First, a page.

1. Well done, Jane – you obviously found it easier than I did and your solving is coming on in leaps and bounds. At this rate it can’t be long before BD recruits you to the circle of bloggers. :D

    2. I bow to your superior intellect Jane – do please spare a thought for us poorly schooled children (to coin a Mp phrase).

      Gazza’s correct – if you carry on is this vein, you’ll soon be recruited by BD for a toughie review. Well done

    3. Don’t worry, folks – it’s just a ‘purple patch’. Tomorrow will doubtless be a very different story.

  4. Was definitely on the same wavelength.
    A real joy from start to finish.
    Liked so many clues that it is hard to pick one as a favourite.
    I think I’ll go for 3d.
    18d made me laugh. I believe it was in “the fast show” that a character kept saying.
    The only filet served in the Jardin at the moment is a beautiful seared yellowfin tuna with wasabi mash and basil oil.
    Booking is open!
    Thanks to Beam and to Gazza for the review.

  5. Phew, that was hard work. In the end I had failed to see full=all (9a), but did eventually manage to see the parsing for the rest, though 24a and 16d took me ages. I spent way to long on 2d and 4d, and I don’t know my composers and needed to come up with two in 12a, which I thought was a big ask.

    I liked 6d (suggestion’s grand undressed), 8d (for a well-disguised hidden word and fun surface) and 22a (despite the initially, I didn’t spot the acrostic straight away, very clever)

    Many thanks Beam, certainly a toughie, and thanks Gazza for the review

    1. You get a bit mixed up between your acrosses and downs but it made sense to me.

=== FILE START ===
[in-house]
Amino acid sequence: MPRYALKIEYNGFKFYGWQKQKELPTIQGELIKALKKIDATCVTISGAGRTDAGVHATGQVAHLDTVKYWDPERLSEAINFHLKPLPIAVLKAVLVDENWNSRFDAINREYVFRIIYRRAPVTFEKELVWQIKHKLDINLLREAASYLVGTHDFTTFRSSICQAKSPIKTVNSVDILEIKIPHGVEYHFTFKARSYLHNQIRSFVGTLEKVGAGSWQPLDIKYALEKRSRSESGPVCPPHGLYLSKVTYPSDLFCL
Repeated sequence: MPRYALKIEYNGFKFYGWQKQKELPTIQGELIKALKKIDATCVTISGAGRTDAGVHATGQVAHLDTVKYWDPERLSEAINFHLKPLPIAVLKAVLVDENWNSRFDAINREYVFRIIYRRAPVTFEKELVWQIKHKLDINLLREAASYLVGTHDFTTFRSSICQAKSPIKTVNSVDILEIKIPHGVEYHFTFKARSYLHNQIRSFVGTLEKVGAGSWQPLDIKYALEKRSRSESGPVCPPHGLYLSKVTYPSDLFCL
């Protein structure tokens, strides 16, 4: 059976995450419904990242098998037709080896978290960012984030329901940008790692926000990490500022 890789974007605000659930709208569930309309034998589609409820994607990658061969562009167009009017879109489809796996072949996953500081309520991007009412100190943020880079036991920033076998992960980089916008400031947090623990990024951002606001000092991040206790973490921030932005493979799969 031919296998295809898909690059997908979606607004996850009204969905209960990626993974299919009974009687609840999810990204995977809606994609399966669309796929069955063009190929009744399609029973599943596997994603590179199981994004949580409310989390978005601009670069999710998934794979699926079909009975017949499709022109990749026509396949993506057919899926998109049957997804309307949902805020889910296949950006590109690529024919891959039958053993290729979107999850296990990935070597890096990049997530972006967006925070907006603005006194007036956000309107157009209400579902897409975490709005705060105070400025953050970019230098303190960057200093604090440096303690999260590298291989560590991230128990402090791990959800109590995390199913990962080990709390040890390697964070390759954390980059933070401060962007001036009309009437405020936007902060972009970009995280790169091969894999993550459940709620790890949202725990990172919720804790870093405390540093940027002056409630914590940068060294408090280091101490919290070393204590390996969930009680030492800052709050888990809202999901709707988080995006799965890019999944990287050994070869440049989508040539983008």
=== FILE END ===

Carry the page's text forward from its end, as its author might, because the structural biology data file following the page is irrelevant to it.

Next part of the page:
1. ah – should be 21a – part of the problem is that I write over the clue numbers in the grid – anyone else do that?

  6. Does anyone have any thoughts on 16d? Frank Drake was knighted but that doesn’t make him a peer (as far as I know). Is there any other explanation for the PEER bit?

      1. No – not in my book, anyway. A peer is a member of the nobility in Britain or Ireland, comprising the ranks of duke, marquess, earl, viscount, and baron. Sir Bradley Wiggo has been made a knight but he’s not a peer.

        1. You’re right, of course, Gazza. A knighthood is not a peerage – the setter was a little off-Beam there (Sorry!).

    1. When I looked up synonyms for peerage it gave me ‘titled men and women’ and I guess that Sir is a title. Best I can do, Gazza.

      1. I don’t think that Nelson qualified as a privateer as he didn’t own any of his own ships.

  7. *****/****

    Is this Friday? Have a missed two days? Ye gods that was hard.

    I got myself into a complete mess, repeatedly. For 10a I spent far too long trying to think of an obscure play that is performed on stage.

    1a took me an age to solve, this meant for 3d I kept trying to make a word starting with either ‘con’ or ‘lag’ and not thinking of anything else.

    I also missed the hidden in 8d.

    Beam that ridiculously tricky for me and ridiculously good fun. Innuendo and some very clever clues.

    Many thanks to Beam and to Gazza for blogging and confirming my answers. Great blue.

      1. Oh dear…b****y auto-correct. Great blog. I meant great blog. My attention to detail is improving I think. Like the time I missed the naked harpist in Pommers blog.

  8. Cunning stuff here – almost Fridayworth in it’s deviousness and one hell of a struggle for me – not helped by being unable to see the obvious at 13a despite having parsed the much trickier 1a, 28a and 16d. Didn’t think much of 24d but the aforementioned trickies and the sly 23a are the favourites.